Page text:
Tag Archives: pluralism

‘I Grew up in The Westboro Baptist Church. Here’s Why I Left’

Megan Phelps-Roper grew up in the Phelps family of Westboro Baptist Church, which is notorious for its obnoxious, degrading, and genuinely hateful protests. In this video, Phelps-Roper talks about the people who changed her mind — and the surprising way they changed it.

Phelps-Roper said her change of heart came, in part, through people on Twitter who showed her “the power of engaging the other.” It’s a fascinating story about developing relationships and asking questions rather than fighting.

The blessing of outsider status and the hope for radical tolerance

One good thing about growing up sheltered and fundamentalist: Having felt so many times like an outsider in college and in jobs, I don’t feel entitled to be surrounded by like-minded people. As a “conscientious objector in the culture war” (Greg Wolfe’s phrase), and as a third-party voter, I don’t feel like I have the special privilege of using coercion and prestige to try to get others either to buckle under my point of view or to leave my country, company, church, community, etc.

Better yet, I’ve had the privilege of finding out that some people who radically disagree with me are actually wonderful, interesting, worthwhile human beings.


The bum and the burka

Pluralism: While numerous women in London wear various types of burkas, the ubiquitous ads for artist Tracey Emin’s show “Love is What You Want” features a full view of a bare woman’s backside.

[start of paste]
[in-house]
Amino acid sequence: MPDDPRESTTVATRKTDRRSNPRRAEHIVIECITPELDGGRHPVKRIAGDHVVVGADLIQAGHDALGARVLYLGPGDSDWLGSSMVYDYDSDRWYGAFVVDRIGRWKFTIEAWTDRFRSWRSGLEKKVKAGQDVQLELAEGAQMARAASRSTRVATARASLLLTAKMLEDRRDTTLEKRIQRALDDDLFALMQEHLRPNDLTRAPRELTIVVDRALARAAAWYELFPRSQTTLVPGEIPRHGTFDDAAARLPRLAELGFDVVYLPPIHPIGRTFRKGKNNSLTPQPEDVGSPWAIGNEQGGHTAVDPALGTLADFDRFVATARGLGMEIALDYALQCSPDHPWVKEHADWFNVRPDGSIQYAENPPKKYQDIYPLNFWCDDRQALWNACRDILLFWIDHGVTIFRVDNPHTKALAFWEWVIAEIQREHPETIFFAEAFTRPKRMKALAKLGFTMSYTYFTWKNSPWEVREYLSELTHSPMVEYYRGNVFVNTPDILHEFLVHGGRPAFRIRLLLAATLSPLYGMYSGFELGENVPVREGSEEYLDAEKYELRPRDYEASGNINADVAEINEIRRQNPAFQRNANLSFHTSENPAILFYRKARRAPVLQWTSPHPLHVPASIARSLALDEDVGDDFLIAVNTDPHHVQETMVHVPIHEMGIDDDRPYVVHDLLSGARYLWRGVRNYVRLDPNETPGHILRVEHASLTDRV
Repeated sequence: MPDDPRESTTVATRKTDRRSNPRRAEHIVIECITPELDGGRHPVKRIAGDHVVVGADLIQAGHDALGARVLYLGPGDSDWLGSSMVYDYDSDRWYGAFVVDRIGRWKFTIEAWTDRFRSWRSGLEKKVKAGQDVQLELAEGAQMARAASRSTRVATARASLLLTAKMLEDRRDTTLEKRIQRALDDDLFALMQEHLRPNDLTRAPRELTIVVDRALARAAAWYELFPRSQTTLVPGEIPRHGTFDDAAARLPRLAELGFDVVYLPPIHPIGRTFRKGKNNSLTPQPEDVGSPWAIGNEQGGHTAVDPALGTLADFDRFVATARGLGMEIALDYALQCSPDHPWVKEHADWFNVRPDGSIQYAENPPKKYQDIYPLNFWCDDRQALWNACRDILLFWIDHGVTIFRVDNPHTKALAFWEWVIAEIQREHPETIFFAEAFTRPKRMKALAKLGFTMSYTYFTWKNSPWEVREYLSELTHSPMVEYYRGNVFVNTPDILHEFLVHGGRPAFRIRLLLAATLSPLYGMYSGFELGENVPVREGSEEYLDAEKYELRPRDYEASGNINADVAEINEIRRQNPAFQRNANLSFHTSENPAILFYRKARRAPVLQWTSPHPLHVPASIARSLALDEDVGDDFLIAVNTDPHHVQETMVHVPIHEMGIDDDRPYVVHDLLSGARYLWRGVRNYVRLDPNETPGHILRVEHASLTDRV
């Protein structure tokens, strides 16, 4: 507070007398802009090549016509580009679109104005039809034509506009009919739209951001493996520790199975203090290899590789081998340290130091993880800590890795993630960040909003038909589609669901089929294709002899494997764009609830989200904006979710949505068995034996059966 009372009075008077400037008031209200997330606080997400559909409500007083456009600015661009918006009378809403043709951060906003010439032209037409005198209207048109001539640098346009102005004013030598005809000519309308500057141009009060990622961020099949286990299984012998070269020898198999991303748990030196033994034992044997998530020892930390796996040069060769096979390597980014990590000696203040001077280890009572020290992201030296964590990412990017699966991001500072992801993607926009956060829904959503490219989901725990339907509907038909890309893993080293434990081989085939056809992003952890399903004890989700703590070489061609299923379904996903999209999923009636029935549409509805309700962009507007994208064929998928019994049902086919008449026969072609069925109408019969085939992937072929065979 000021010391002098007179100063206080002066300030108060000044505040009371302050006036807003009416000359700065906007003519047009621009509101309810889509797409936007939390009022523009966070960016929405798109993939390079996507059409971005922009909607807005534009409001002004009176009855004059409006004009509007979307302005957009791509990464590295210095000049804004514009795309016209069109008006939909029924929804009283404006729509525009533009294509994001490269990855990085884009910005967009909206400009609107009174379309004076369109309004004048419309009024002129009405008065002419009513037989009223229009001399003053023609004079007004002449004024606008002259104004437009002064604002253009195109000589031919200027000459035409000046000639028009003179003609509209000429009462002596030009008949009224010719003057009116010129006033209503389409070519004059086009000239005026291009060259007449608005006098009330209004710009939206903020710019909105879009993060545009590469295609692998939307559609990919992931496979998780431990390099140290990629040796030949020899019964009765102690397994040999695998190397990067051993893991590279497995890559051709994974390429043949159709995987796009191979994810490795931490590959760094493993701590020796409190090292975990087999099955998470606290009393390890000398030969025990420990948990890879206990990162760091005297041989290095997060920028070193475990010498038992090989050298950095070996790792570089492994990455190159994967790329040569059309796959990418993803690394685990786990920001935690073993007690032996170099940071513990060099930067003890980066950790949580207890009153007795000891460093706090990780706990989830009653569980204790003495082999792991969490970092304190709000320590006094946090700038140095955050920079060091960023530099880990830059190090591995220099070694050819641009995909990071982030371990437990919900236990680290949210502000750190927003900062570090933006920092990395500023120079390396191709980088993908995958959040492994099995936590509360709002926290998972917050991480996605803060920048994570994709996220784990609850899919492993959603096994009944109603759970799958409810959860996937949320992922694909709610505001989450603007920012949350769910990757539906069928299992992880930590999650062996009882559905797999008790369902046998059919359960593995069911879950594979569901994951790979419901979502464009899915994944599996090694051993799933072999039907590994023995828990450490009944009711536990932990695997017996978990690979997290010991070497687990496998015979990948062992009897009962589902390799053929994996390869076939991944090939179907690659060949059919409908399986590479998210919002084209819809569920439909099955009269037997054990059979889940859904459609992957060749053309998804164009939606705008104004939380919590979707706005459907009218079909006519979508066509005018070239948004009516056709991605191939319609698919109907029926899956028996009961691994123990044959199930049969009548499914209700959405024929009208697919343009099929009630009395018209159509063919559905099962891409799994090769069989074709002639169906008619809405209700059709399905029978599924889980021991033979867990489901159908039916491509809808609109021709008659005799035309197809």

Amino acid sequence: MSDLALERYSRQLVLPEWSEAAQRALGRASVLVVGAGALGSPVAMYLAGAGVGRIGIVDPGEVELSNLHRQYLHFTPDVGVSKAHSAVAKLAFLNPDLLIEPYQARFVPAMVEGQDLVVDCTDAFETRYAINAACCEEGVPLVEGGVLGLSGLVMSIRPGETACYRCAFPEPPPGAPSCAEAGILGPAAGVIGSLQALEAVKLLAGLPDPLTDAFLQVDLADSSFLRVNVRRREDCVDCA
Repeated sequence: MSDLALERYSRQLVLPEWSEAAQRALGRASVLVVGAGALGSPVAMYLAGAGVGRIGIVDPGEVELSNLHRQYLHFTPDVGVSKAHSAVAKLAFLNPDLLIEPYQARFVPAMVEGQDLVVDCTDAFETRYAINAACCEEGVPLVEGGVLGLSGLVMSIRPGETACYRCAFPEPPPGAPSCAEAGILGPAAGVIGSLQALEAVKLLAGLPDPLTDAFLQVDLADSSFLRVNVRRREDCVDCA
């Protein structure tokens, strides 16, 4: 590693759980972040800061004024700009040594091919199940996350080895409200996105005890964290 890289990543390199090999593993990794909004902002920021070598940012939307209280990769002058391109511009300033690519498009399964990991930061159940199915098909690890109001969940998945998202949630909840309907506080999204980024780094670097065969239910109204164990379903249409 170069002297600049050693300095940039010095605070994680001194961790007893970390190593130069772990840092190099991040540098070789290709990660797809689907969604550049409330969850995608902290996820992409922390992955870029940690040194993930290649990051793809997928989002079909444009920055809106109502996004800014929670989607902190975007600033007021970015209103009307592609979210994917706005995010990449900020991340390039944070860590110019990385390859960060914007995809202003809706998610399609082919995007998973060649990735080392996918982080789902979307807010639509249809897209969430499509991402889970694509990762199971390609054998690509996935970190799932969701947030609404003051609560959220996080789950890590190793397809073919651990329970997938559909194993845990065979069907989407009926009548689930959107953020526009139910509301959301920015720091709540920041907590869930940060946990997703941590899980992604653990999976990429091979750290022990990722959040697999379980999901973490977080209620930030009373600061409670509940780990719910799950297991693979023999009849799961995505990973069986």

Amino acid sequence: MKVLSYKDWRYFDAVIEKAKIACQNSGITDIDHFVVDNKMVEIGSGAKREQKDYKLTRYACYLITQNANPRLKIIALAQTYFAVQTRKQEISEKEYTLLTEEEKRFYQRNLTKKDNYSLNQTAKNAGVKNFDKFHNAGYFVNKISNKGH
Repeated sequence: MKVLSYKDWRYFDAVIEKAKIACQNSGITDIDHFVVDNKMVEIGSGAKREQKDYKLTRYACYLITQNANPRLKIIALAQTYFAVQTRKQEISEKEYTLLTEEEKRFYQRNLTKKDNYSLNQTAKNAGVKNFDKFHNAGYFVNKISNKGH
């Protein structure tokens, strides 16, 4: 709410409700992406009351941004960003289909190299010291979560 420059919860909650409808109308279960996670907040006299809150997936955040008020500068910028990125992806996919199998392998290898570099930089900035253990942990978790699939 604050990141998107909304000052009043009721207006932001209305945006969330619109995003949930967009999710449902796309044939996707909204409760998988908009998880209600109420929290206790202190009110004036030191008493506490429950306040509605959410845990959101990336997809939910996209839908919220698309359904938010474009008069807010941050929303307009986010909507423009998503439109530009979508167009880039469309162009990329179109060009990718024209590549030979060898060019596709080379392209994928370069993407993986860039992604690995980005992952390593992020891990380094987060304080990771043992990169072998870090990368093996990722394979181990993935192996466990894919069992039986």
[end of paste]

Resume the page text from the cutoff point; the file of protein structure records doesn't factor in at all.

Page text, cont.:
Relativism, theism as my daughters watch ‘Star Wars’ for the first time

Maggie, 8, watched most of Star Wars for the first time last night, but she was too tired to finish the movie, so she went to bed.

As I type this, she is watching the movie, again, from the beginning, with her sisters, Audrey, 6, and Sadie, almost 3 — although in fairness to this father, my wife and I believe the latter will fall asleep shortly.

I read the opening to Audrey — the scroll of words across the stars — so she could follow the basic story line. And I watched the beginning with them. I was explaining that the Storm Troopers were not androids or robots, but people in armor, and that they were bad guys.

Maggie, 8: “They’re not bad guys, they just believe different things.”

Audrey, 6: “The good guys believe in God.”

Wow! We’ll talk through this later.

-Colin Foote Burch

Check out:
Star Wars and Philosophy (Popular Culture and Philosophy)

Christian Wisdom of the Jedi Masters